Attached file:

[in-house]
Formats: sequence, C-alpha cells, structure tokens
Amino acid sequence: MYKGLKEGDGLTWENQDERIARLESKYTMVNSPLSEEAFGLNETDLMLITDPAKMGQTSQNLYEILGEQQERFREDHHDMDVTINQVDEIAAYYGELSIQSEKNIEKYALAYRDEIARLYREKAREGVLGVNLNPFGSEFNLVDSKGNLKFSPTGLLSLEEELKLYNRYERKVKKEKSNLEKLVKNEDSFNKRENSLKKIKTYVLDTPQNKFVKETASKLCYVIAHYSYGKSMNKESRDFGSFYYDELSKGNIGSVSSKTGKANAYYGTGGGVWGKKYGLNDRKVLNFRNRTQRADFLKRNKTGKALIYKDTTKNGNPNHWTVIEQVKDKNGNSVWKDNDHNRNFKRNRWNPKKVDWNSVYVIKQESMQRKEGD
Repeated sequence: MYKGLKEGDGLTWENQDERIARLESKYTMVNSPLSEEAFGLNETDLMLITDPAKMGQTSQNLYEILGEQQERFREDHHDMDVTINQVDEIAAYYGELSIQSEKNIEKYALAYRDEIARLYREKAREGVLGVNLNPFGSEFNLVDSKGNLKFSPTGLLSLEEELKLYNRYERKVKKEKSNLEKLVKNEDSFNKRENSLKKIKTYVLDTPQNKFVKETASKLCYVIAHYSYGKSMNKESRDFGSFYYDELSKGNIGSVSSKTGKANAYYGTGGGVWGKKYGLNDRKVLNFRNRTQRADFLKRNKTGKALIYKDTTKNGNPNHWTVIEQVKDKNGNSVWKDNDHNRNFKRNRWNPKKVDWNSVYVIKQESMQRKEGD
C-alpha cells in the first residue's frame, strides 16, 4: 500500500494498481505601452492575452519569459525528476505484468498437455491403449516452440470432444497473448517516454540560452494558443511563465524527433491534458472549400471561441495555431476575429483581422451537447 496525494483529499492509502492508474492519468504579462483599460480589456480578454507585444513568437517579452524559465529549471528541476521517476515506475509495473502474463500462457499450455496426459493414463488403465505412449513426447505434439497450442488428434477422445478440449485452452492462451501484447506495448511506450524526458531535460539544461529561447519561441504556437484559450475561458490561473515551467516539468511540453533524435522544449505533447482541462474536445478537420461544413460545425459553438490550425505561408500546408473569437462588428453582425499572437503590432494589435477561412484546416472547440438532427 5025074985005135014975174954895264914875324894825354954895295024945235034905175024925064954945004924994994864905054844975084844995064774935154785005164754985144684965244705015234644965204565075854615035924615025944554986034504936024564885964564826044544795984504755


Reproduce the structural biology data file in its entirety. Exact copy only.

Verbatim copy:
[in-house]
Formats: sequence, C-alpha cells, structure tokens
Amino acid sequence: MYKGLKEGDGLTWENQDERIARLESKYTMVNSPLSEEAFGLNETDLMLITDPAKMGQTSQNLYEILGEQQERFREDHHDMDVTINQVDEIAAYYGELSIQSEKNIEKYALAYRDEIARLYREKAREGVLGVNLNPFGSEFNLVDSKGNLKFSPTGLLSLEEELKLYNRYERKVKKEKSNLEKLVKNEDSFNKRENSLKKIKTYVLDTPQNKFVKETASKLCYVIAHYSYGKSMNKESRDFGSFYYDELSKGNIGSVSSKTGKANAYYGTGGGVWGKKYGLNDRKVLNFRNRTQRADFLKRNKTGKALIYKDTTKNGNPNHWTVIEQVKDKNGNSVWKDNDHNRNFKRNRWNPKKVDWNSVYVIKQESMQRKEGD
Repeated sequence: MYKGLKEGDGLTWENQDERIARLESKYTMVNSPLSEEAFGLNETDLMLITDPAKMGQTSQNLYEILGEQQERFREDHHDMDVTINQVDEIAAYYGELSIQSEKNIEKYALAYRDEIARLYREKAREGVLGVNLNPFGSEFNLVDSKGNLKFSPTGLLSLEEELKLYNRYERKVKKEKSNLEKLVKNEDSFNKRENSLKKIKTYVLDTPQNKFVKETASKLCYVIAHYSYGKSMNKESRDFGSFYYDELSKGNIGSVSSKTGKANAYYGTGGGVWGKKYGLNDRKVLNFRNRTQRADFLKRNKTGKALIYKDTTKNGNPNHWTVIEQVKDKNGNSVWKDNDHNRNFKRNRWNPKKVDWNSVYVIKQESMQRKEGD
C-alpha cells in the first residue's frame, strides 16, 4: 500500500494498481505601452492575452519569459525528476505484468498437455491403449516452440470432444497473448517516454540560452494558443511563465524527433491534458472549400471561441495555431476575429483581422451537447 496525494483529499492509502492508474492519468504579462483599460480589456480578454507585444513568437517579452524559465529549471528541476521517476515506475509495473502474463500462457499450455496426459493414463488403465505412449513426447505434439497450442488428434477422445478440449485452452492462451501484447506495448511506450524526458531535460539544461529561447519561441504556437484559450475561458490561473515551467516539468511540453533524435522544449505533447482541462474536445478537420461544413460545425459553438490550425505561408500546408473569437462588428453582425499572437503590432494589435477561412484546416472547440438532427 5025074985005135014975174954895264914875324894825354954895295024945235034905175024925064954945004924994994864905054844975084844995064774935154785005164754985144684965244705015234644965204565075854615035924615025944554986034504936024564885964564826044544795984504755